* 
 * 
 * JuliusFriedman@gmail.com should be contacted for further details.

The above copyright notice and this permission notice shall be included in all copies or substantial portions of the Software.

THE SOFTWARE IS PROVIDED "AS IS", WITHOUT WARRANTY OF ANY KIND, EXPRESS OR IMPLIED, INCLUDING BUT NOT LIMITED TO THE WARRANTIES OF MERCHANTABILITY, 
 * FITNESS FOR A PARTICULAR PURPOSE AND NONINFRINGEMENT. 
 * 
 * IN NO EVENT SHALL THE AUTHORS OR COPYRIGHT HOLDERS BE LIABLE FOR ANY CLAIM, 
 * DAMAGES OR OTHER LIABILITY, WHETHER IN AN ACTION OF CONTRACT, 
 * TORT OR OTHERWISE, 
 * ARISING FROM, 
 * OUT OF OR IN CONNECTION WITH THE SOFTWARE OR THE USE OR OTHER DEALINGS IN THE SOFTWARE.
 * 
 * v//
 */
///All types besides UnitBase could eventually be struct
namespace Media.Common
{
    public interface IUnit
    {
        IEnumerable<string> Symbols { get; } //Used with formatting

        /// <summary>
        /// A Number which represents a value from which a scalar value can be calculated from the TotalUnits member
        /// </summary>
        Number Constant { get; } 

        /// <summary>
        /// A Number which represents the total amount of integral units of this instance
        /// </summary>
        Number TotalUnits { get; }
    }

    public abstract class UnitBase : IUnit, IFormattable
    {

        public static readonly System.Globalization.RegionInfo CurrentRegion = System.Globalization.RegionInfo.CurrentRegion;

        public static bool IsMetricSystem
        {
            get { return CurrentRegion.IsMetric; }
        }

        abstract protected List<string> m_Symbols { get; }

        /// <summary>
        /// Defines the number used to scale other distances to this number.
        /// </summary>
        public Number Constant { get; internal protected set; }

        public IEnumerable<string> Symbols { get { return m_Symbols.AsReadOnly(); } }

        public Number Units { get; protected set; }


        IEnumerable<string> IUnit.Symbols
        {
            get { return Symbols; }
        }

        Number IUnit.Constant
        {
            get { return Constant; }
        }

        public Number TotalUnits
        {
            get
            {
                //More Flexible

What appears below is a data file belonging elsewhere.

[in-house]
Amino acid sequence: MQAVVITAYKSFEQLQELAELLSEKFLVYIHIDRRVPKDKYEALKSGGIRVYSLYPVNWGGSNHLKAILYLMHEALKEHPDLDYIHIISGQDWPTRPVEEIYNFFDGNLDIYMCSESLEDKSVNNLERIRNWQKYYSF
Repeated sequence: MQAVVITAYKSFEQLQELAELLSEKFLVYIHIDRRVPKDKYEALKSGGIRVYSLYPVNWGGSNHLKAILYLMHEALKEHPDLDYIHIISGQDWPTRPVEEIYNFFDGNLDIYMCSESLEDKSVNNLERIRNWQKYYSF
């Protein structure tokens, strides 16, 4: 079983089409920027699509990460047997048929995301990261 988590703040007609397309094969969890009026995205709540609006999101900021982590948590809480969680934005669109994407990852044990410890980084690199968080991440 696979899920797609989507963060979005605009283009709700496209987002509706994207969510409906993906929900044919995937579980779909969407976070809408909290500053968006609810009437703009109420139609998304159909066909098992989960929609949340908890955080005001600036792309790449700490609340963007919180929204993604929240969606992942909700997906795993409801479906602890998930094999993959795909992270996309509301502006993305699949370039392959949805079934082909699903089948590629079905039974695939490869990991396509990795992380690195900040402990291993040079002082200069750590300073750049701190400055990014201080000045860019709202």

//return Constant.ToDouble() > 1D ? Units.ToDouble() * Constant.ToDouble() : Units.ToDouble() / Constant.ToDouble();
                return new Number(Units.ToDouble() * Constant.ToDouble());
            }
        }

        /// <summary>
        /// Constructs a new UnitBase with the given constant
        /// </summary>
        /// <param name="constant">The constant which when multiplied by the Units property represents a quantity</param>
        public UnitBase(Number constant)
        {
            Constant = constant;
        }

        /// <summary>
        /// Constructs a new UnitBase from another.
        /// If the Constants of the two Units are the same the Units property is assigned, otherwise the Units is obtained by division of the other UnitBase's Units by this instances Constant.
        /// </summary>
        /// <param name="constant">The constant which when multiplied by the Units property represents a quantity</param>
        /// <param name="other">Another Unit base</param>
        public UnitBase(Number constant, UnitBase other)
            : this(constant)
        {
            if (other.Constant != Constant)
                Units = Constant.ToDouble() / other.Units.ToDouble();
            else
                Units = other.Units;
        }


        public virtual string ToString(string join = " ")
        {
            return Units.ToString() + join + m_Symbols.FirstOrDefault() ?? string.Empty;
        }

        public override string ToString()
        {
            return ToString(null);
        }

        string IFormattable.ToString(string format, IFormatProvider formatProvider)